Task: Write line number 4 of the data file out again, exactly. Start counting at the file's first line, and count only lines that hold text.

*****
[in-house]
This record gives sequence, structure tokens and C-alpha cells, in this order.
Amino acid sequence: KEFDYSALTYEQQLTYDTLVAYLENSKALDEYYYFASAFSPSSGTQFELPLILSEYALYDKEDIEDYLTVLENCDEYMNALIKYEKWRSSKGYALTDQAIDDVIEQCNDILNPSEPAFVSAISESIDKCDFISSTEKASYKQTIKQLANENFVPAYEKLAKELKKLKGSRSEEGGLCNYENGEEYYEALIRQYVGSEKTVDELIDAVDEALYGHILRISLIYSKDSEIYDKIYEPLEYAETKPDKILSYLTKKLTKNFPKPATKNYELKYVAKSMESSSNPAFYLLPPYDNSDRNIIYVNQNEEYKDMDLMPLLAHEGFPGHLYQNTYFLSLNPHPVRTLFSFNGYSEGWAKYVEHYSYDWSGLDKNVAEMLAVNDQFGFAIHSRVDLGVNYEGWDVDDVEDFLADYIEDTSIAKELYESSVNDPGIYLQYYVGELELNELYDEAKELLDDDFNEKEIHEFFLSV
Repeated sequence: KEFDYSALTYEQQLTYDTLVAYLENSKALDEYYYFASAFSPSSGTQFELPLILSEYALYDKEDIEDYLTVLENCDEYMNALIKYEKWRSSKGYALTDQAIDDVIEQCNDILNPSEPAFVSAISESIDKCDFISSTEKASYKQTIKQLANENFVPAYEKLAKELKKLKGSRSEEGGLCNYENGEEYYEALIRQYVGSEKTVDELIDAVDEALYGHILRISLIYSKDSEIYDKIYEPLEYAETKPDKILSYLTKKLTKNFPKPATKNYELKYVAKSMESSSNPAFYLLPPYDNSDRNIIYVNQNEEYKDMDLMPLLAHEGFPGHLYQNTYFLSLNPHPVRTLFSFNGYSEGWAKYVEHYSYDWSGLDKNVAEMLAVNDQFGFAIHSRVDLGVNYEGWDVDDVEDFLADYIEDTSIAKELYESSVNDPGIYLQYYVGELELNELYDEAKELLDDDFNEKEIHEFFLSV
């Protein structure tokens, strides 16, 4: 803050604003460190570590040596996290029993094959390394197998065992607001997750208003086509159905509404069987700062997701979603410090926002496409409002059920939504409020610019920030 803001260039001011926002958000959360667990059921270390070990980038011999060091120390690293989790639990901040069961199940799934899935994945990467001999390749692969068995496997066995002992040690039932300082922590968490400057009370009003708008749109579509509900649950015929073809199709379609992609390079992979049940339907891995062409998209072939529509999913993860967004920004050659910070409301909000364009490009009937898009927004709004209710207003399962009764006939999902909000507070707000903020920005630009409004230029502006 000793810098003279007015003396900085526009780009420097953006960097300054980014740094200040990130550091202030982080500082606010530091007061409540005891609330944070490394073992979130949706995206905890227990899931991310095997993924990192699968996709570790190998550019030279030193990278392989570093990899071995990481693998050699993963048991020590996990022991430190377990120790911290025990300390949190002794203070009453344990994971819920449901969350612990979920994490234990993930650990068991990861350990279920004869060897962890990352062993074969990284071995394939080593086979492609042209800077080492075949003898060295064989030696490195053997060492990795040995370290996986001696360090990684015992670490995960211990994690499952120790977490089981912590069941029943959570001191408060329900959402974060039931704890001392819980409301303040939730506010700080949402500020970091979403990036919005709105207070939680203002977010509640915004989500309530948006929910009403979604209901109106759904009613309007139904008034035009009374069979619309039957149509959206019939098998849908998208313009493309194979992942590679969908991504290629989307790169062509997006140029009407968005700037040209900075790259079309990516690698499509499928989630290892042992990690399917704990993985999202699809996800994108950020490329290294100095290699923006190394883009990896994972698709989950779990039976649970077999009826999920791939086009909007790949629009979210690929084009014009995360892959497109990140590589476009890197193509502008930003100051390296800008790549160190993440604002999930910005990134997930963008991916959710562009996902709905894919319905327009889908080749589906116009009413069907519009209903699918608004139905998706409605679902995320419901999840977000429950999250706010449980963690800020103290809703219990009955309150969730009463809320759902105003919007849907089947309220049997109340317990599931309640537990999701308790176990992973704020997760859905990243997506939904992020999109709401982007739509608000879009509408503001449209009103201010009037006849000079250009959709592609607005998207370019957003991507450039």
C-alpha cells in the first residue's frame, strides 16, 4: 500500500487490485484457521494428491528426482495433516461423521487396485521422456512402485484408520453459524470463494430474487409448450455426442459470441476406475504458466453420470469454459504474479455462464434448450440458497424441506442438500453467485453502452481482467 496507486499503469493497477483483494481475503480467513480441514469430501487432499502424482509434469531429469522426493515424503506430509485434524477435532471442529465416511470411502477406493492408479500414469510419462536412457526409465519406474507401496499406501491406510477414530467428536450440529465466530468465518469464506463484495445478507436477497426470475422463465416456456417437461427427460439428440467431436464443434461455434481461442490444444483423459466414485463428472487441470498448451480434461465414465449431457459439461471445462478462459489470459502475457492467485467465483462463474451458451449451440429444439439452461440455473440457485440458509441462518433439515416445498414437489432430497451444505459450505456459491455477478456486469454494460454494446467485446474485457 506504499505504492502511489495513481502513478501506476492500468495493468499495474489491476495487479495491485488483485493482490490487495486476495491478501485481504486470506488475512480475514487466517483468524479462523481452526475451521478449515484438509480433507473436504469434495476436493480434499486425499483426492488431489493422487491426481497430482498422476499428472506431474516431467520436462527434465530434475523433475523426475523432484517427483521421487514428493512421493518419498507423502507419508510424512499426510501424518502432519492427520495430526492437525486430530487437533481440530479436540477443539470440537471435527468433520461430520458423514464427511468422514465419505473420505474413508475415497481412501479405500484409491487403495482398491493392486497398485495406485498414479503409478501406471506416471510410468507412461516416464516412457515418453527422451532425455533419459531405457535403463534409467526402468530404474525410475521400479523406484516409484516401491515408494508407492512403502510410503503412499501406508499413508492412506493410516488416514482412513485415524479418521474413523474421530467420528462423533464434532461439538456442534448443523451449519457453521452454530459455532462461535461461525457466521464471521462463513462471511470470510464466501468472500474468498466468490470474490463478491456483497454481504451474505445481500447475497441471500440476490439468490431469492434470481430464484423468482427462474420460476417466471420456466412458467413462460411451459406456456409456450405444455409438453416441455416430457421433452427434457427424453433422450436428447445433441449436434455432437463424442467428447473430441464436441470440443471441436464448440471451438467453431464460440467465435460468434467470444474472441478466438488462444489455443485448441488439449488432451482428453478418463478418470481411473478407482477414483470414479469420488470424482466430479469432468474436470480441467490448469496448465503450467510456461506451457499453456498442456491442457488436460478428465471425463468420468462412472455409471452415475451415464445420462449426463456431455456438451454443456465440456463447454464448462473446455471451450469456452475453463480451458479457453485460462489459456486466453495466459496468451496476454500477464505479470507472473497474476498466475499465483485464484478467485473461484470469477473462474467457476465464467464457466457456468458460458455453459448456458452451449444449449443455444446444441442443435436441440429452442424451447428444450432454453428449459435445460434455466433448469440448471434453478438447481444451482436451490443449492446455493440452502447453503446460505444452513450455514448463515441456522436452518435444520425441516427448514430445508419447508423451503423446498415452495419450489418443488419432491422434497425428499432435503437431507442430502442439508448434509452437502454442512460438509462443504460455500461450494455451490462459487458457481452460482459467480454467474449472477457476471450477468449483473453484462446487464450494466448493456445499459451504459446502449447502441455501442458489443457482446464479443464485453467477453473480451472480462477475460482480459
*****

Repeated sequence: KEFDYSALTYEQQLTYDTLVAYLENSKALDEYYYFASAFSPSSGTQFELPLILSEYALYDKEDIEDYLTVLENCDEYMNALIKYEKWRSSKGYALTDQAIDDVIEQCNDILNPSEPAFVSAISESIDKCDFISSTEKASYKQTIKQLANENFVPAYEKLAKELKKLKGSRSEEGGLCNYENGEEYYEALIRQYVGSEKTVDELIDAVDEALYGHILRISLIYSKDSEIYDKIYEPLEYAETKPDKILSYLTKKLTKNFPKPATKNYELKYVAKSMESSSNPAFYLLPPYDNSDRNIIYVNQNEEYKDMDLMPLLAHEGFPGHLYQNTYFLSLNPHPVRTLFSFNGYSEGWAKYVEHYSYDWSGLDKNVAEMLAVNDQFGFAIHSRVDLGVNYEGWDVDDVEDFLADYIEDTSIAKELYESSVNDPGIYLQYYVGELELNELYDEAKELLDDDFNEKEIHEFFLSV